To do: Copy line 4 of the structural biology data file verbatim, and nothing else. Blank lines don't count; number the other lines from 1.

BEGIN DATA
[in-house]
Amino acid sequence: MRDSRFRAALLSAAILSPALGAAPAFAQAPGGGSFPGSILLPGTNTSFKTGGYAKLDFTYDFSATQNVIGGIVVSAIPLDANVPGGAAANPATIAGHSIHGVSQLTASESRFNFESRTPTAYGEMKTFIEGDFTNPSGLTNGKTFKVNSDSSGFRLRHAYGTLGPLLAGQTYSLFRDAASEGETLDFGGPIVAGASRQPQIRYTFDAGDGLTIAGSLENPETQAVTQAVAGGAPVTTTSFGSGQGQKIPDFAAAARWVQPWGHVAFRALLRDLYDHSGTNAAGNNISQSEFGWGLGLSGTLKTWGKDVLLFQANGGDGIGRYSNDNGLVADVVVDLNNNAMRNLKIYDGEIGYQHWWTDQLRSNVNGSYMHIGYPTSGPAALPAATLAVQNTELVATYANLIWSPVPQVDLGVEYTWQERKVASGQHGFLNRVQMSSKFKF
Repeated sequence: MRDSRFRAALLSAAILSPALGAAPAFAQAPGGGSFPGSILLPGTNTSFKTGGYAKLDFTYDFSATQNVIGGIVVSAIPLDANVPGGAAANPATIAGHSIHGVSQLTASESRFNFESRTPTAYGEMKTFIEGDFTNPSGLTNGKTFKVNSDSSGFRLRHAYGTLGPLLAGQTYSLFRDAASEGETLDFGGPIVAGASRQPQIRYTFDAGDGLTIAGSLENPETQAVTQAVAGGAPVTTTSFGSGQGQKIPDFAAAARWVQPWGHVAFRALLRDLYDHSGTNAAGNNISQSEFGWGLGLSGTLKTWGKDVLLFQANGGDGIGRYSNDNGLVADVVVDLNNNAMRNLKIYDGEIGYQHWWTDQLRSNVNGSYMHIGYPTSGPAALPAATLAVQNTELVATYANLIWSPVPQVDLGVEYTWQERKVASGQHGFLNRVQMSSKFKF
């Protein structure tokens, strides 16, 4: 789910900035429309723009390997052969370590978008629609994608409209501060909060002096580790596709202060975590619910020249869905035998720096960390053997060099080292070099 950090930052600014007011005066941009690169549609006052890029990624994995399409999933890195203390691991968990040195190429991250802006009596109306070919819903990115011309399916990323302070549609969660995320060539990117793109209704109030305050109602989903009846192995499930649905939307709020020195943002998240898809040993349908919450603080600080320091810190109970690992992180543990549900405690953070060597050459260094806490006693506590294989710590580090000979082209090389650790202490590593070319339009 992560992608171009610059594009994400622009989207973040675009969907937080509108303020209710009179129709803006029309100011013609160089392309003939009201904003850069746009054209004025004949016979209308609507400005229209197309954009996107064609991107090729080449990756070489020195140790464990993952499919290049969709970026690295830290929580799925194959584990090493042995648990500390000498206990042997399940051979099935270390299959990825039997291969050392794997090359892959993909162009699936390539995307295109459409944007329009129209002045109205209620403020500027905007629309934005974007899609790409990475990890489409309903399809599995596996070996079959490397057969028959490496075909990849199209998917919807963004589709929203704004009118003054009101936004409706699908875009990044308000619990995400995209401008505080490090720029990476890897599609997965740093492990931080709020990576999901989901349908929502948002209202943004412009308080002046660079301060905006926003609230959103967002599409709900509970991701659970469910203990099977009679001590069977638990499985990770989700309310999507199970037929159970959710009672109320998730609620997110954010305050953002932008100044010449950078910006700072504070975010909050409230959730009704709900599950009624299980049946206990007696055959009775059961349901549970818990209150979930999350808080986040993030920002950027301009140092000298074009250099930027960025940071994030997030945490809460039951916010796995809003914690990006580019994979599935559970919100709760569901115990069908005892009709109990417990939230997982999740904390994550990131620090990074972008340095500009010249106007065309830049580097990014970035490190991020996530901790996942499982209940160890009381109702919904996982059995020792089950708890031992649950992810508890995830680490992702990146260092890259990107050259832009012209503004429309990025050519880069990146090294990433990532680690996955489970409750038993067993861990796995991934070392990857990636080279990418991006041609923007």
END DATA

């Protein structure tokens, strides 16, 4: 789910900035429309723009390997052969370590978008629609994608409209501060909060002096580790596709202060975590619910020249869905035998720096960390053997060099080292070099 950090930052600014007011005066941009690169549609006052890029990624994995399409999933890195203390691991968990040195190429991250802006009596109306070919819903990115011309399916990323302070549609969660995320060539990117793109209704109030305050109602989903009846192995499930649905939307709020020195943002998240898809040993349908919450603080600080320091810190109970690992992180543990549900405690953070060597050459260094806490006693506590294989710590580090000979082209090389650790202490590593070319339009 992560992608171009610059594009994400622009989207973040675009969907937080509108303020209710009179129709803006029309100011013609160089392309003939009201904003850069746009054209004025004949016979209308609507400005229209197309954009996107064609991107090729080449990756070489020195140790464990993952499919290049969709970026690295830290929580799925194959584990090493042995648990500390000498206990042997399940051979099935270390299959990825039997291969050392794997090359892959993909162009699936390539995307295109459409944007329009129209002045109205209620403020500027905007629309934005974007899609790409990475990890489409309903399809599995596996070996079959490397057969028959490496075909990849199209998917919807963004589709929203704004009118003054009101936004409706699908875009990044308000619990995400995209401008505080490090720029990476890897599609997965740093492990931080709020990576999901989901349908929502948002209202943004412009308080002046660079301060905006926003609230959103967002599409709900509970991701659970469910203990099977009679001590069977638990499985990770989700309310999507199970037929159970959710009672109320998730609620997110954010305050953002932008100044010449950078910006700072504070975010909050409230959730009704709900599950009624299980049946206990007696055959009775059961349901549970818990209150979930999350808080986040993030920002950027301009140092000298074009250099930027960025940071994030997030945490809460039951916010796995809003914690990006580019994979599935559970919100709760569901115990069908005892009709109990417990939230997982999740904390994550990131620090990074972008340095500009010249106007065309830049580097990014970035490190991020996530901790996942499982209940160890009381109702919904996982059995020792089950708890031992649950992810508890995830680490992702990146260092890259990107050259832009012209503004429309990025050519880069990146090294990433990532680690996955489970409750038993067993861990796995991934070392990857990636080279990418991006041609923007």